First, we need somewhere to write the code that moves platforms. The engine itself does not have to take care of this, this is specific to a stage. So we add a callback function to stages, to be called each frame, so stages can do whatever they want. Existing stages, simply register a function that does nothing while our new stage sets a function handling moving platforms.

The second problem is to actually draw the moving platform. In the typical case, the screen is drawn once, when loading the stage, then the engine put sprites on top of it for characters and special effects. We can update the screen's background between frames, but there graphics are aligned on a 8x8 pixels grid. We do not want a platform that jumps 8 pixels at a time, we aim at smooth movements. To place a platform with one pixel precision, we can use sprites.

Summarily, each frame a function of the stage is called. This function moves platforms in stage's data and displays it as sprites.

Sprite-efficient particles usage

The NES allows for 64 sprites of 8x8 pixels at the same time on screen. Super Tilt Bro associates each one to a particular use:

 0-15: player 1 sprites
16-31: player 2 sprites
32-35: unused
36-42: particle block 0
43-49: particle block 1
50-56: particle block 2
57-63: particle block 3

This is all fine, except that there is only 4 unused sprites. The Pit needs 8 sprites for its moving platforms. Almost half of the reserved sprites are for the particles' system, this had to be changed.

The particles' system is used for two things: showing the impact of a blow and popping explosions on death. It works by affecting particles emitters to a block, each time the game wants to display particles, an emitter is created and it uses sprites of its block for the effect. As, there is two possible emitters per character, it is convenient to have four blocks. One for impacts on player one, another for player one's death and the two sames for player two.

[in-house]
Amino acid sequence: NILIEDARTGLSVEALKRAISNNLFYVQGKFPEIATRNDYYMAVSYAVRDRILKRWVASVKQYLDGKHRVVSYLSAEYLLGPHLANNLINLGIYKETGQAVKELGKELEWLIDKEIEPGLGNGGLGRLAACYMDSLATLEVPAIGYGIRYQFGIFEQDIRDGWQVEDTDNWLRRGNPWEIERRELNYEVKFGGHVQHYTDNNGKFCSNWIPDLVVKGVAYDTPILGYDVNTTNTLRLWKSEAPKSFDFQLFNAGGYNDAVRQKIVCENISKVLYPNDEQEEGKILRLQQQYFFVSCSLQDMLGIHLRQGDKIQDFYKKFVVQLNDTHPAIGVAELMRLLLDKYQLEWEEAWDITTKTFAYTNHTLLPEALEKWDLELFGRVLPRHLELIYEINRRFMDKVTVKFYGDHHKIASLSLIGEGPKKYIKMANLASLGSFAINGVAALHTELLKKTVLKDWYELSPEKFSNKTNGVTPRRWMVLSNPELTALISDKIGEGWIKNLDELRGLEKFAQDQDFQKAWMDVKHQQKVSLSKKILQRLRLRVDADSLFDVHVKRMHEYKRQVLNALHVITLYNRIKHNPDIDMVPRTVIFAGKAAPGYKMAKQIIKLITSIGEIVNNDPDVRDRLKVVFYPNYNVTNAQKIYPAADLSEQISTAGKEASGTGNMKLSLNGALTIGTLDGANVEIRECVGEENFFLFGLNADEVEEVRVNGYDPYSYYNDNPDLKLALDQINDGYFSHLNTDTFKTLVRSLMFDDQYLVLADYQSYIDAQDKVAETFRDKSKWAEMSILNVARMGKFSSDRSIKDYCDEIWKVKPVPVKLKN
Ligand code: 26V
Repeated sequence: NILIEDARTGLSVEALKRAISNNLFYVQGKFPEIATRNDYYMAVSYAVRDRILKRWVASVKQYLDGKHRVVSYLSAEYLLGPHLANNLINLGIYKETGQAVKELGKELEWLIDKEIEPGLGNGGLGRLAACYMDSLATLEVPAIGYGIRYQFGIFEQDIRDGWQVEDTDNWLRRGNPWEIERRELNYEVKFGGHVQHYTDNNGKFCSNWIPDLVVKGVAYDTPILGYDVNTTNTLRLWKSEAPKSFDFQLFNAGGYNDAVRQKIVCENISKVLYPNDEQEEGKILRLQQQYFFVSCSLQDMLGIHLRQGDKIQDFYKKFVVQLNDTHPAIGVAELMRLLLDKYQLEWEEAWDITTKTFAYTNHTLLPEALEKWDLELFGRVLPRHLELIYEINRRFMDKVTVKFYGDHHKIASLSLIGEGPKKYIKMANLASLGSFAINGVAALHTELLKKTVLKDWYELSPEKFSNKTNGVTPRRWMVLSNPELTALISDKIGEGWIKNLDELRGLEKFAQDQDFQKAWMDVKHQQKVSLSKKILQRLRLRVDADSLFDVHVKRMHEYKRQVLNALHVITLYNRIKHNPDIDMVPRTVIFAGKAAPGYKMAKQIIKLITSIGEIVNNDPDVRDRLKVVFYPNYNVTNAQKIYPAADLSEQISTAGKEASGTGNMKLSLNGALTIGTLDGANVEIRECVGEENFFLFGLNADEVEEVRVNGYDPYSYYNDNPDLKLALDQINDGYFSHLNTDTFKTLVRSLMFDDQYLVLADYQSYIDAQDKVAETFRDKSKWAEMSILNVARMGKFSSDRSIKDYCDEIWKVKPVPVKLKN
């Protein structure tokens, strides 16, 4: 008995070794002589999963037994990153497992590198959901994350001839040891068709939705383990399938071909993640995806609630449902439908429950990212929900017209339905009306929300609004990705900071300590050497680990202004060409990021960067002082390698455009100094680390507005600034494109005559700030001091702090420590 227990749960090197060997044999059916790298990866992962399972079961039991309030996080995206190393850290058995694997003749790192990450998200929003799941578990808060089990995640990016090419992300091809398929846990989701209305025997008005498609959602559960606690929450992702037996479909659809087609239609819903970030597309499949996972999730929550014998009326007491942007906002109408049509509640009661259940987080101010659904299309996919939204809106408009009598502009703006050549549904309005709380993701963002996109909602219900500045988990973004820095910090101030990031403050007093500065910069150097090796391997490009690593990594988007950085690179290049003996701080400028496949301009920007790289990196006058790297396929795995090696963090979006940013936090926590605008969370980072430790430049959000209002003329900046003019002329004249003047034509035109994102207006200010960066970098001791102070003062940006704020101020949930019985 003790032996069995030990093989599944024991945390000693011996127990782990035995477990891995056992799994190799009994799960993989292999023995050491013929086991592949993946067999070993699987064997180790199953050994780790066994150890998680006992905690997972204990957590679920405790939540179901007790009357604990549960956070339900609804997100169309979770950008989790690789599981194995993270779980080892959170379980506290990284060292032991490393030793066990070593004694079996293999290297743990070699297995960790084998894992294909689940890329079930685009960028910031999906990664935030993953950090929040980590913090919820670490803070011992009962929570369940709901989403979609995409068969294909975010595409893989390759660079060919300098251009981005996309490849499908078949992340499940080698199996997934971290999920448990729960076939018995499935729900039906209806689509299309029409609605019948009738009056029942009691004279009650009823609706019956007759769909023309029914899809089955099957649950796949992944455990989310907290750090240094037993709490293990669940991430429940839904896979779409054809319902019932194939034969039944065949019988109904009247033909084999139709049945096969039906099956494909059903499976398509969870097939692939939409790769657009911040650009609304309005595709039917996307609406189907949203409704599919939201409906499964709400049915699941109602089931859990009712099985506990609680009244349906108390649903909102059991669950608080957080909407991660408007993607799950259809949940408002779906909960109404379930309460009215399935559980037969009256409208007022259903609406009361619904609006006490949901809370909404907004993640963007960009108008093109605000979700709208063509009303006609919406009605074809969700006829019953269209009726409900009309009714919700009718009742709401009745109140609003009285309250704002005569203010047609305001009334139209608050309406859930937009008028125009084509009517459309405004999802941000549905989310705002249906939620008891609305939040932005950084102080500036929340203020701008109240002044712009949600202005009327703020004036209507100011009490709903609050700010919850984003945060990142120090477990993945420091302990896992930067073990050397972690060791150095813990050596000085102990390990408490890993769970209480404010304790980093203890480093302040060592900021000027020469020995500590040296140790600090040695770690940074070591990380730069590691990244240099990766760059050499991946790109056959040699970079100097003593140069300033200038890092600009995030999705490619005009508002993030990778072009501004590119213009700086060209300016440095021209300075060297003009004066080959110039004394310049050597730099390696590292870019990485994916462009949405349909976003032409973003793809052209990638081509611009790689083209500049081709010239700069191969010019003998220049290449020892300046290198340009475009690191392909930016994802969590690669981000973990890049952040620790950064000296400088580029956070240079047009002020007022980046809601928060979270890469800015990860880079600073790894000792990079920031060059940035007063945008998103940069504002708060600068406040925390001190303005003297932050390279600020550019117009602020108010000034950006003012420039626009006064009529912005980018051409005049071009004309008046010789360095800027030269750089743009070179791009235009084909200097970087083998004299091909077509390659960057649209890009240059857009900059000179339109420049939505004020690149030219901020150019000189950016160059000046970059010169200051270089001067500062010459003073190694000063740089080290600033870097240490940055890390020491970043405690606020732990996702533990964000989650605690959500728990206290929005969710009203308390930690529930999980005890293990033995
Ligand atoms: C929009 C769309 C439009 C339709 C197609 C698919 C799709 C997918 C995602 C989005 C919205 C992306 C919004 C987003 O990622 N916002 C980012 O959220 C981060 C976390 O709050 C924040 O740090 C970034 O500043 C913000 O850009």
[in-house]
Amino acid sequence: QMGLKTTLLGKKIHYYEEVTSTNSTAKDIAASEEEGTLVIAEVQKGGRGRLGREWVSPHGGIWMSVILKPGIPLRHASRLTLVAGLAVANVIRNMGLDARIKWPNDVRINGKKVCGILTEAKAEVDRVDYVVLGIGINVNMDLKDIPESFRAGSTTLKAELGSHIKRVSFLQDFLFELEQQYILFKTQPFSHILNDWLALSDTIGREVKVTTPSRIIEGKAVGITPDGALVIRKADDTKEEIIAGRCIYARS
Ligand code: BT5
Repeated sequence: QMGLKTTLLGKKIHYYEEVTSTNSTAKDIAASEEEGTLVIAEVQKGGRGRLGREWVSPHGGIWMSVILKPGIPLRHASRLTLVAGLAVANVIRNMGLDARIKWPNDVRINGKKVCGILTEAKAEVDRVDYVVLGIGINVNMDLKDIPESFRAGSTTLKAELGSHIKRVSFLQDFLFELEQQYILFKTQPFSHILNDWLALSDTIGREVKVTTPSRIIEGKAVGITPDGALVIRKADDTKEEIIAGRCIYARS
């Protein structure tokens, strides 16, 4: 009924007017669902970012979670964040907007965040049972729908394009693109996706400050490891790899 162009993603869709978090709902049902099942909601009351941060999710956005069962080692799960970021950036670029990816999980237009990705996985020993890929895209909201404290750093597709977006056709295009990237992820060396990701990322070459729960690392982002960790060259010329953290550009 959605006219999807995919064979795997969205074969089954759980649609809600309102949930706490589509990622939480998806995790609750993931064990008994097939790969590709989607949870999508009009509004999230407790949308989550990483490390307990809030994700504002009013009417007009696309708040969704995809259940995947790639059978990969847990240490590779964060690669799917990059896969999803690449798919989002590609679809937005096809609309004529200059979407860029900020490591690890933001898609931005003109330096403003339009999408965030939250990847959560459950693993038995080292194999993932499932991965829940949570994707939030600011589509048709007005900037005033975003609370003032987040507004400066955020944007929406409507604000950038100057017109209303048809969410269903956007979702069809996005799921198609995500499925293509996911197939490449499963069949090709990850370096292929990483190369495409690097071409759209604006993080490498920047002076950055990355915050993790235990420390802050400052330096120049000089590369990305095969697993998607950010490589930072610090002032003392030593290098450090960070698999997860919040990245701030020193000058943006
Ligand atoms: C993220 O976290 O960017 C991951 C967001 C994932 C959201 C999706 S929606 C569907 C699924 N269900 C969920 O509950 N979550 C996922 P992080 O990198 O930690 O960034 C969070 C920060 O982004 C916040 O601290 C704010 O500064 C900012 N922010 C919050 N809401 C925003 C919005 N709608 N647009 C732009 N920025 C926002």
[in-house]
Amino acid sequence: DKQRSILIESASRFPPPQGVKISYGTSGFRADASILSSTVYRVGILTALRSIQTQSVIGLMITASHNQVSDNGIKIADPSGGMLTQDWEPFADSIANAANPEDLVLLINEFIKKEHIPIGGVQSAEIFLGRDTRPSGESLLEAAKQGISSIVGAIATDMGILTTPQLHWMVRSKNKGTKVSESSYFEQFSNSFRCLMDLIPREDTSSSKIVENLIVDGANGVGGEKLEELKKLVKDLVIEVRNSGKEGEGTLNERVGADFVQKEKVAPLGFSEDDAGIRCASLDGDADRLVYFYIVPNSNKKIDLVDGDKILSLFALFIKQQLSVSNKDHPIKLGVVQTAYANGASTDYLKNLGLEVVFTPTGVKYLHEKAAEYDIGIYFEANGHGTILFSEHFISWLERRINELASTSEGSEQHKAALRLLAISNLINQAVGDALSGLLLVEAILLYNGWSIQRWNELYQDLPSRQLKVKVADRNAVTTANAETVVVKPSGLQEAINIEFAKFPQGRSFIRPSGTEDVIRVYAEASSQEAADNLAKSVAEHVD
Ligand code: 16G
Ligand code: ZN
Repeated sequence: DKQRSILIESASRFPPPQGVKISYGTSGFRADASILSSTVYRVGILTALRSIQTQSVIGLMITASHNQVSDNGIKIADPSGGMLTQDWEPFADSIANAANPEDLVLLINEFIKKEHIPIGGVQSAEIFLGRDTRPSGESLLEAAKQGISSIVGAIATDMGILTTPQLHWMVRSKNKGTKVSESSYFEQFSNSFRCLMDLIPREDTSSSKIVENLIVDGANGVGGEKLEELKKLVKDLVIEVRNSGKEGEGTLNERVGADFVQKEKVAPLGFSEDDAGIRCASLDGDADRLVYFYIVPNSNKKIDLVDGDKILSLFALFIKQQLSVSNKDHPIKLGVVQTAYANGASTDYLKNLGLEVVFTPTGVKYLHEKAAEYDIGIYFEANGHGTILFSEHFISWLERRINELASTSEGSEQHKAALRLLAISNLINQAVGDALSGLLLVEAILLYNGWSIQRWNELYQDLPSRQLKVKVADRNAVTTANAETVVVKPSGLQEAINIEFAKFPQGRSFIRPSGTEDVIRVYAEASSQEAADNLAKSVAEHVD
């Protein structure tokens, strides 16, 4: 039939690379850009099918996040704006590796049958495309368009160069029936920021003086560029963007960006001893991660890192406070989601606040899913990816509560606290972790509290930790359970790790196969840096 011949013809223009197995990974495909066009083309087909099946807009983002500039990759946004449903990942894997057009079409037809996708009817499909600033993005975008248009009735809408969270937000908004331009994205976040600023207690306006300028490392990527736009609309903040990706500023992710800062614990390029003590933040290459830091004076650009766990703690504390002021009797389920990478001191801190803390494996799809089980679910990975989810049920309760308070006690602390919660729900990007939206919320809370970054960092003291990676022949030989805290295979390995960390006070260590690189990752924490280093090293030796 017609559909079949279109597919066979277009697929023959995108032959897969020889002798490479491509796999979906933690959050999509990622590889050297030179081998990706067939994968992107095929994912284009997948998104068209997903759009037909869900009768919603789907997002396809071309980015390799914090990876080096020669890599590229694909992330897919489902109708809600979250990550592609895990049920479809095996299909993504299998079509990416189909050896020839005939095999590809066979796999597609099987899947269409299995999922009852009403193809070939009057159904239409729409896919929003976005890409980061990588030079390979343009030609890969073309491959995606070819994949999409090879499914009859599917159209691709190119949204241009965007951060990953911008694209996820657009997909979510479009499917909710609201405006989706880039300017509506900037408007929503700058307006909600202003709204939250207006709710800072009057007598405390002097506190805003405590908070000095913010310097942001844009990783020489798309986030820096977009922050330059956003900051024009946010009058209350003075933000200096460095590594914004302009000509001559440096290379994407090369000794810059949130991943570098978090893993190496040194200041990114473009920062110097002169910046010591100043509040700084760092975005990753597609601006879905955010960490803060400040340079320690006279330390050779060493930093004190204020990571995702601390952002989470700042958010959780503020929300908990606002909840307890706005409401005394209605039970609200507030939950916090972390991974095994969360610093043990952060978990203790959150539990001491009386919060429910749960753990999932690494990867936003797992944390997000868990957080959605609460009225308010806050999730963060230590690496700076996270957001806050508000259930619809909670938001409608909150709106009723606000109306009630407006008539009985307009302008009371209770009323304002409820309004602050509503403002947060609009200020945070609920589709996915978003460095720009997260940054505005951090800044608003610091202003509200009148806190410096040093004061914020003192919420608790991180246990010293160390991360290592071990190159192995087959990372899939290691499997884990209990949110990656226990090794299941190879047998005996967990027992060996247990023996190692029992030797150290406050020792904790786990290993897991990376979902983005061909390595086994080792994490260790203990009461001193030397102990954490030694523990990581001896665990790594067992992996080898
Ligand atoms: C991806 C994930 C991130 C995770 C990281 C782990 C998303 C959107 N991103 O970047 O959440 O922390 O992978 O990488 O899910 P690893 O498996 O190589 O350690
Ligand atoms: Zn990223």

We can save two blocks as, for a given character, it is highly unlikely to need impact and death particles at the same time. Death generally occurs after an impact and impact particles are very short-lived. So the same result can be achieved while reserving only one particle block per player. Just take care to stop any active particle emitter when we recycle a block that is still active. The new sprites map is now:

 0-15: player 1 sprites
16-31: player 2 sprites
32-49: reserved for stage's usage
50-56: particle block 0
57-63: particle block 1

Super Tilt Bro's Python library

Super Tilt Bro begins to have a lot of its own internal formats: animations, stages, music to name a few. It was funny to manipulate it in binary at the beginning, but as the projects grows in scope it becomes merely manageable. Some separate tools where developed to save time, but without consistency nor publishing it was pretty niche for some very specific workflows.

The former tools are now merged in a Python library, the stblib. The stblib is distributed with Super Tilt Bro's source code, it allows easy manipulation of its data structures and exporting it as json. So instead of writing a new stage in binary, one can do it in json (which is way more human-friendly) then write a tool that generates the binary. The long term goal will be to have a full editor allowing anybody to mod the game as easily as possible.

Files Play in browser
Nov 11, 2017
Super_Tilt_Bro_(E).nes 40 kB
Nov 11, 2017
super-tilt-bro-linux64.tar.gz 1 MB
Nov 11, 2017